When in 1967, Baldessari began to expunge his paintings of accompanying imagery and render them solely in terms of text, he once again adopted a Duchampian mode by culling his words and phrases from readymade sources. Borrowing from the academic rhetoric of art-historical texts and art criticism and the commonplace instructions of amateur artist-training manuals, these works took the formal issues of art-making as their sole content. Conceived on neutral backgrounds in unembellished black fonts that were painted by a sign-painter, these works spelled out the ideas and fictions of "how to make good art" in platitudes that became both the subject and object of these works. Taken out of context, enlarged and verbalized (rather than followed through on a literal level) the deadpan presentation of these instructional texts assumed absurd proportions. Masquerading as "art about art" but inherently anti-art, these works were conceived in the direct lineage of Duchamp. As verbal instructions on how to "view," "use" or "make" art, they followed directly from the French Dadaist's To Be Looked at (From the Other Side of the Glass) with One Eye Close to, for Almost an Hour, 1918.
Quality Material---... is an exceptional work conceived in this context. Founded in a little tag that Baldessari culled from the pocket of a new shirt that recommended it as "perfectly made" from "good quality" fabric, this work ironically applies the mundane to the realm of art. By suggesting that the harness of such superior ingredients as "quality material, careful inspection and good workmanship" could, in effect, render the "perfect painting," Quality Material---... captures a specifically pedestrian idea about the manufacture of art. Even its execution-- via a ready-made phrase, a stock canvas and a sign painter-- aligns this work to an everyday production model.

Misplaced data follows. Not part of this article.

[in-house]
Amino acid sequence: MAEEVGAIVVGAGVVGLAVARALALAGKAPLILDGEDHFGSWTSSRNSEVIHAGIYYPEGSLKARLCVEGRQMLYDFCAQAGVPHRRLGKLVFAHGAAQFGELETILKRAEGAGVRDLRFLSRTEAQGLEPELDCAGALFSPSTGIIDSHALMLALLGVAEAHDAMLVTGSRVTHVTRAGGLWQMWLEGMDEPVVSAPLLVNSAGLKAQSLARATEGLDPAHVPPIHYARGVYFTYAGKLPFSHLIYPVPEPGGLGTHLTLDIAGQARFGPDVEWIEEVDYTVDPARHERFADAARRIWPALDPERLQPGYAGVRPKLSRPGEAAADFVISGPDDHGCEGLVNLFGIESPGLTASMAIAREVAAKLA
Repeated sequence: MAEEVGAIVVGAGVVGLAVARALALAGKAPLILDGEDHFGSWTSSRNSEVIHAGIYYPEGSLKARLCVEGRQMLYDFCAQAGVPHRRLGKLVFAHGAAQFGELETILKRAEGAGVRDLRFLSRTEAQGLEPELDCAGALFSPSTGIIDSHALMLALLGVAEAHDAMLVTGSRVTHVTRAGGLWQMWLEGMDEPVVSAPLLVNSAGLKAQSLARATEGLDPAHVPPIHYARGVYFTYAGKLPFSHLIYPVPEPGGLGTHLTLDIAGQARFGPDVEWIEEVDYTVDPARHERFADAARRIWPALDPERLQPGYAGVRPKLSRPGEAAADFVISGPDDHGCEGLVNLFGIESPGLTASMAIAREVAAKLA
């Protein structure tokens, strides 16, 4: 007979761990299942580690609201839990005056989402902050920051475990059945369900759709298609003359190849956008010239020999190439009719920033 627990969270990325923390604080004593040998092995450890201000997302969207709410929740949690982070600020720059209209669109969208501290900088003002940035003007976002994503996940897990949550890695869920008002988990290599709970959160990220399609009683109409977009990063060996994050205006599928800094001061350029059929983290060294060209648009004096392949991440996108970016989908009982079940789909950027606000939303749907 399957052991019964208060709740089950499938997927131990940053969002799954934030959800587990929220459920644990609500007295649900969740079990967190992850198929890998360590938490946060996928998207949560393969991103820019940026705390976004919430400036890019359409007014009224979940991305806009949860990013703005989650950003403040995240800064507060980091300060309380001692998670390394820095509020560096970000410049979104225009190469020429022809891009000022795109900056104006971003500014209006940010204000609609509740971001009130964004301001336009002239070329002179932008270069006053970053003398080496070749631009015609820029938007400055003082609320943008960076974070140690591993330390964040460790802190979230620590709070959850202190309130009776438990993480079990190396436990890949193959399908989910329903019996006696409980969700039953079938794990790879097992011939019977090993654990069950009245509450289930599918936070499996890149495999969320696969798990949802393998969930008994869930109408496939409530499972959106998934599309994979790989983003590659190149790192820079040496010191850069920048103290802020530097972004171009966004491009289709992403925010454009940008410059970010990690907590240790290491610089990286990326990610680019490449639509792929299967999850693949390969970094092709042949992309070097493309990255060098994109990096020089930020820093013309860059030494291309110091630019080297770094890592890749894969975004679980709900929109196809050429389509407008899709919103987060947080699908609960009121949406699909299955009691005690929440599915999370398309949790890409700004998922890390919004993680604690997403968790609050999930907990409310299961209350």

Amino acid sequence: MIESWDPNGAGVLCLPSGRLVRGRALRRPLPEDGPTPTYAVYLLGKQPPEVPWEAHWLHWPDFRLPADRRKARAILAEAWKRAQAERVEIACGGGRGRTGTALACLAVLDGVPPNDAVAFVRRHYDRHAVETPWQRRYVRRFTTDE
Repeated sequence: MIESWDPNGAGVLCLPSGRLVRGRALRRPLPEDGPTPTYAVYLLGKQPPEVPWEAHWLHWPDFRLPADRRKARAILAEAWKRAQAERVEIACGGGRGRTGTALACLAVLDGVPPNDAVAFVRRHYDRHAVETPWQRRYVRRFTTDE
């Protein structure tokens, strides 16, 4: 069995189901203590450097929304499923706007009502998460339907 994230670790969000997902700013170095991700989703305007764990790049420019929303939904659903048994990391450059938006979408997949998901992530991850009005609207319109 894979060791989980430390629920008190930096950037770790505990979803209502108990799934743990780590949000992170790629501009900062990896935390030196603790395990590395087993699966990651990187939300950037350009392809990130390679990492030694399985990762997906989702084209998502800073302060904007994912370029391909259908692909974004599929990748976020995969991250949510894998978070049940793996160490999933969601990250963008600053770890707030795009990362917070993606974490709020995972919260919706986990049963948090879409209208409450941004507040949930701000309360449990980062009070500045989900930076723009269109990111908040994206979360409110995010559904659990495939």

In sum, Quality Material---... is a magnificent embodiment of the banal reality that Baldessari sought to uphold throughout his work. Duchampian in its readymade element, its reduction of the artist's hand and its swipe at "high" art, this work resonates equally with contemporaneous developments in Pop art. This affinity was recognized during the time of its creation; it fact Quality Material---... was included in the seminal Hayward Gallery exhibition of 1969 entitled Pop Art Redefined. Presented in an international forum, this work was integrated into a canon that included Andy Warhol, Roy Lichtenstein and Ed Ruscha. However, compared to the approaches of his peers, Baldessari was far less artful; he eschewed all aesthetic gestures from his reductive depiction of text to the extent that Quality Material---... bore aspects of Minimalist and Conceptual art.
Indeed, Quality Material---... suggests the rhetoric of Minimalism through its overt statement of materials and techniques. Conceived in an object-like gestalt, this work dovetails into the then prevailing ethos of art as an assertion of its physical properties. At the same time, Quality Material---... stresses the purely informative aspect of language in a manner that positions it squarely within the then emerging category of Conceptual art. Evincing the fervent period of activity that characterized American art in the sixties, Quality Material---... is reminiscent of Pop, Minimalism and Conceptual art but holds its own among these competing forces.
In 1970, Baldessari cremated all the art that he had produced between May 1953 and March 1966 in a symbolic act that marked his photo-text and text paintings as the definitive starting point of his career. Hailing from this period, Quality Material---... a precocious evocation of seminal import. Its crux carries through to more recent developments in art and indeed, is readily apprehended in the work of contemporary artists such as Richard Prince, who like Baldessari, culls the vernacular for his Joke Paintings. Indeed, Baldessari's extraordinary influence, as a pioneer of both language and "art about art" will be recognized at his upcoming retrospective at the Tate Modern.
Artist or Maker: John Baldessari (b. 1931)
London, The Hayward Gallery,
Pop Art Redefined
, July-September 1969, p. 233, no. 5, fig. 53 (illustrated).
Los Angeles, The Museum of Contemporary Art,
John Baldessari Retrospective
, March-June 1990, pp. 36 and 250 (illustrated).
San Diego, The Museum of Contemporary Art,
John Baldessari: National City
, March-June 1996, pp. 44 and 106 (illustrated in color).